The MLO Minute, By Caitlin McAndrews, Esq.
For parents of kids with ADHD, executive functioning deficits, or many other special needs, homework time can be an all-out battle. Oftentimes students have “held it together” all day – the last thing they want to do at home is more schoolwork! Try one or more of the following tips to make homework time less of a battle and more of a routine.
- If your student needs a break from the day before diving into homework, set a specific break with a defined time. Many students with executive functioning weaknesses have difficulty initiating tasks, and while they may need a break between school and homework, too much of a break will lead to reduced momentum and significant difficulty returning to a school mindset. Allow your student 20 minutes to have a snack and read a magazine, and do not be afraid to set a timer. Try not to use TV as a break – it can be much harder for your student to switch their brain from passive TV watching back into school mode.
- Establish a homework routine. Set a consistent time and place in the home, with relatively few distractions. Start each homework session by listing the tasks that need to be completed and assessing which are the easiest and which are the most difficult. Attack these tasks in a consistent manner. For some students with initiation problems, it can be best to start with an easy task to gain some momentum. For other students who get easily distracted or whose mental energy wanes fast as the evening passes, it is best to start with the hardest task, while they are more awake. For these students, sometimes starting with an easy task has the unintended consequence of the student spending too long on an activity that they could complete more quickly if under more time pressure.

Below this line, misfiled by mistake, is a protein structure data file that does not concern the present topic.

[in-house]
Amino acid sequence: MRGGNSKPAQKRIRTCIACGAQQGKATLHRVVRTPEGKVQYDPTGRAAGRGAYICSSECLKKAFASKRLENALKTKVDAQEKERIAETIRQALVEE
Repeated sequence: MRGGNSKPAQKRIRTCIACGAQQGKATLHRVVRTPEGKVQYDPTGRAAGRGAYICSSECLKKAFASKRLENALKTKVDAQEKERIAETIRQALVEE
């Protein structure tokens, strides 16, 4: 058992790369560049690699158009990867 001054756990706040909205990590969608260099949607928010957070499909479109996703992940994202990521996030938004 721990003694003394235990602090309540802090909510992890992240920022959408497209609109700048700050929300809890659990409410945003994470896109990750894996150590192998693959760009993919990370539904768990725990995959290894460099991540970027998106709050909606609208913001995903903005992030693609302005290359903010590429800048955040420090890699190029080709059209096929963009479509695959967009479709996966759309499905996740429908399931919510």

- After listing homework tasks and before beginning work, have your student estimate how long each task will take to complete. Add all the time up and discuss a block of time that can accommodate each task, plus breaks (more on that below). Actually schedule “Homework” on the student’s calendar, ideally one that they can visually see the time block. Finally, and most importantly, have the student time herself as she completes each task and write it next to her original estimate. Over time, look at which tasks she consistently overestimates and which ones she consistently underestimates. We all have a tendency to underestimate the time we will need to complete a task, but sometimes students with executive functioning weaknesses will overestimate the time a task will take, thinking it will be much more difficult than it actually is. For students who consistently do this, see the next tip!
- For students who have initiation difficulties and those who consistently overestimate the time and effort a task will require, long-term, large projects are a particular challenge. Set a timer for 15 minutes and tell your student he needs to start the task and work diligently for the entire 15 minutes, and then you will stop him. Many times these students are surprised at how much they accomplish, and removing the pressure to complete the whole task allows the student the freedom to start.
- Similarly, it can help to focus a student’s attention on just the first steps in front of her. Invite your child to list the first three things she needs to do on a project. Rather than thinking of the entire assignment, which may only overwhelm, ask her to concentrate on just those first three steps. Then, once she has completed the first three steps, brainstorm the next three and pick a time for when the student will complete them. In this way, she begins tackling a larger assignment in smaller, more manageable pieces.